The "worst case scenario" seems to be unfolding as the Summer of 2010 is about to become real. The best opportunities are not in Manhattan and reside in other cities with rosters ready-made for a possible NBA Finals trip. However, there are possibilities to build something special in New York, and it could begin with a front office splash and measured by an off-season plan where all the cap space created isn't thrown away hastily.
The Portland Trail Blazers' implosion and unraveling could benefit the Knicks greatly as Donnie Walsh hires Kevin Pritchard to be the new GM. Since Walsh is the President, he would retain the right to sign-off on Pritchard's work, which has be nothing short of spectacular, and groom an heir apparent. It would also make sense for Pritchard to hire another bright basketball mind to come over as an Assistant GM.
With a braintrust of Walsh, Pritchard, Grunwald, D'Antoni and an Assistant GM, highly thought out moves could push the Knicks forward and build the foundation that was lacking as they entered this free agency bonanza.
With a loaded front office blending both wisdom and new wave ingenuity, here are some non-LBJ alternatives to laying the foundation:
1. Trade for Chris Paul. This is the pillar of a D'Antoni team. A top point guard like Paul brings the wrinkle to the offense that could mean 10 more wins right off the bat. While it would be great to finalize this trade prior to July 8th, it is important to exercise patience to ensure this deal isn't crippling down the road. Emeka Okafor and his huge cap number is expected to be a key to this deal, but the Hornets have been hitting roadblocks in trying to move that insufferable contract.
It may make sense for the Hornets to unload Peja Stojakovic or James Posey or both. This will be beneficial both financially and personnel wise considering the Hornets drafted players to fill the positions occupied by Morris Peterson, Stojakovic and Posey.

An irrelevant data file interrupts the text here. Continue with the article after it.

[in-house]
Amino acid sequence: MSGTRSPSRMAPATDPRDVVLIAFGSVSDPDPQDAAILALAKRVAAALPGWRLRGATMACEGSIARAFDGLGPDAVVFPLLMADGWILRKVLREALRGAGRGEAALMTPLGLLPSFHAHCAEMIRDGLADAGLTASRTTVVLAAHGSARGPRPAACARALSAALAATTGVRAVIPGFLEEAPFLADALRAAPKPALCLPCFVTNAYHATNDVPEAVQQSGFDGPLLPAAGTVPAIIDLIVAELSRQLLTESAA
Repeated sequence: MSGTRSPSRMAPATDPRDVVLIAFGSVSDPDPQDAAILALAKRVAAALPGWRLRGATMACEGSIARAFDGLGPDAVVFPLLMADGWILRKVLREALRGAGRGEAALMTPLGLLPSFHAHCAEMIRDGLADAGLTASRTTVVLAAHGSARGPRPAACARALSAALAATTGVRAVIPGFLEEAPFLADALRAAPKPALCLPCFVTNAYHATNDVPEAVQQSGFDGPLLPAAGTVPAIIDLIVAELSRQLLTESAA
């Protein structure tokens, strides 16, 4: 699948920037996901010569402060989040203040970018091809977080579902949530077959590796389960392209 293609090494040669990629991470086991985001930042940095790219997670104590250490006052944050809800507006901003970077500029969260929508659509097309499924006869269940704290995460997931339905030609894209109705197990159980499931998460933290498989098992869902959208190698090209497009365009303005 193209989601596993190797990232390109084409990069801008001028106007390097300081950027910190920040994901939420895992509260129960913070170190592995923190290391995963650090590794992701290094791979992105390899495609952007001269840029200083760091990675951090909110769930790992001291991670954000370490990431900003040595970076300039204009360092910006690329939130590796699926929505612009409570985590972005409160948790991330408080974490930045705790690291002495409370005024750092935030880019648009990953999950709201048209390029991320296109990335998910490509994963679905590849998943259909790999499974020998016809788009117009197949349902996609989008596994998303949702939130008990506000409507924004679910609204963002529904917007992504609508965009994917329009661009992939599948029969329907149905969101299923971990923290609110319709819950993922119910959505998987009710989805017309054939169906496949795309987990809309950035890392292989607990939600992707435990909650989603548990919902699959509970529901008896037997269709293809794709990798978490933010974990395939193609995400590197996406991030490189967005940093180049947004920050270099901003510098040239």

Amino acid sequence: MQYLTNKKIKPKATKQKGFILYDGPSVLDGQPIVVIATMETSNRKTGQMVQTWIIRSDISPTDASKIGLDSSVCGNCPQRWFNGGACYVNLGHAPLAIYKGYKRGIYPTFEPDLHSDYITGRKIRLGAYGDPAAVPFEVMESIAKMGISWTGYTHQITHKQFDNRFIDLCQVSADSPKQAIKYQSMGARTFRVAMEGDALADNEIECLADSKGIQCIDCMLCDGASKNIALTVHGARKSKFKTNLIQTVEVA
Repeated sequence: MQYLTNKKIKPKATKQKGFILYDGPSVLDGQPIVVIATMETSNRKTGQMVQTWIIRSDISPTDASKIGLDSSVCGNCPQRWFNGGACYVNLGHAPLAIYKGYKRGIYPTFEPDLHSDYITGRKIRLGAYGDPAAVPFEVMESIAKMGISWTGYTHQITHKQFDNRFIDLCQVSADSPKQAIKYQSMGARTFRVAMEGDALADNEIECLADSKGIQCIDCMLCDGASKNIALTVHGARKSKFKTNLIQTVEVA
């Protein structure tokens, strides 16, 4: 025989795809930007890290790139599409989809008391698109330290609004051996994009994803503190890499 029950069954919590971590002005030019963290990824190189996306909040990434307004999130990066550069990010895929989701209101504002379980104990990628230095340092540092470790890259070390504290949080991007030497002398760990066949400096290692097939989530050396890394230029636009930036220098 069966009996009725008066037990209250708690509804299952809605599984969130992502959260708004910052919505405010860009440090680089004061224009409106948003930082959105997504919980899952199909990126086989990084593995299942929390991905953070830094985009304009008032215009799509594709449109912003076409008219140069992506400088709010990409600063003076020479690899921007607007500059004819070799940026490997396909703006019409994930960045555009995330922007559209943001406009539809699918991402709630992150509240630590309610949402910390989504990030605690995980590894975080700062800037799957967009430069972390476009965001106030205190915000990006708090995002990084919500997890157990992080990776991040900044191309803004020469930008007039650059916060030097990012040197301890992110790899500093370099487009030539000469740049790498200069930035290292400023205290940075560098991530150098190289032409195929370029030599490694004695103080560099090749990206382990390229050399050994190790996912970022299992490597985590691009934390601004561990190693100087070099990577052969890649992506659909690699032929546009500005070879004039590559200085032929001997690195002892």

The proposed deal is Eddy Curry, Wilson Chandler and cash for Chris Paul and Peja Stojakovic/James Posey.
2. Make a pitch to sign Bosh and settle for Tyrus Thomas. Chris Bosh has made it very obvious that his new team is directly linked to where LeBron or Wade lands, but if he sees a plan laid out that includes Chris Paul that could change things.
This could be far-fetched considering that Bosh, like the other marquee free agents, wants to win now and a few years of building isn't what he wants.
And this is where a Tyrus Thomas backup plan could serve as a formidable and less expensive option. Charlotte has already made a qualifying offer to their young power forward, but it is worth making a play for him since his fast motor would fit well with the run-and-gun offense used by D'Antoni.
The proposed offer is a four year, $32 million contract with a player opt out after the third year.
3. Make a pitch to sign Anthony Morrow. Many of us aren't familiar with the slick shooting shooting guard of the Golden State Warriors, but this restricted free agent has thrived in a fast tempo offense the past two seasons. A contract offer for Morrow would be in a range that could afford the Knicks cap flexibility beyond this summer.
The prosed offer is a four year, $24 million contract.
4. Roster filling without hindering. As painful as it was to not have a lottery pick this year, the Knicks did draft two players who fit into D'Antoni's system. Rautins is a fantastic shooter and Fields supplies the athleticism this team has craved for years.
There are still several positions that need to be filled by other free agents of lesser name, but could fit into a sleeper team in the Eastern Conference.
The one or two year offers could be made to Channing Frye, Mike Miller, Kyle Korver, Amir Johnson, Al Harrington, Hakim Warrick or others.
5. Future considerations. The effective use of contract length and an unwillingness to over extend contracts should leave the Knicks in a position to have considerable cap room from year to year. It could mean a shot at Carmelo Anthony, Kevin Durant or other future free agent All-Star down the road.
Here is a look at the proposed 2010-11 lineup (with cap figures):
PG: Chris Paul (3 years, $13.7 million per year)
SG: Anthony Morrow (4 years, $6 million/year)
SF: Danilo Gallinari (2 years, $3.3 million/year)
PF: Tyrus Thomas (4 years, $8 million/year)
C: Amir Johnson (1 year, $5 million/year)
PGs: Toney Douglas(3 years, $1.1 million/year)
SGs: Mike Miller/Kyle Korver (1 years, $5 million/year)
SFs: Andy Rautins (1 year, $750K/year) , Landry Fields (1 year, $750K/year), Bill Walker (2 years, $900K/year)
C: Jerome Jordan (1 year, $750K/year)
Total Salary Costs: $54.25 million ($1.75 million under the cap)
2011 Potential Cap Room and Assets: $18 million and a first round draft pick (Houston has right to swap picks)
This lineup would be good enough to make the playoffs while providing cap flexibility to make a move to acquire a marquee player at the trade deadline or in future free agency periods.
While I am sure that a new brain trust would carve out their own path, this path is something that Knicks fans could embrace while they wait for the free-agent signing frenzy.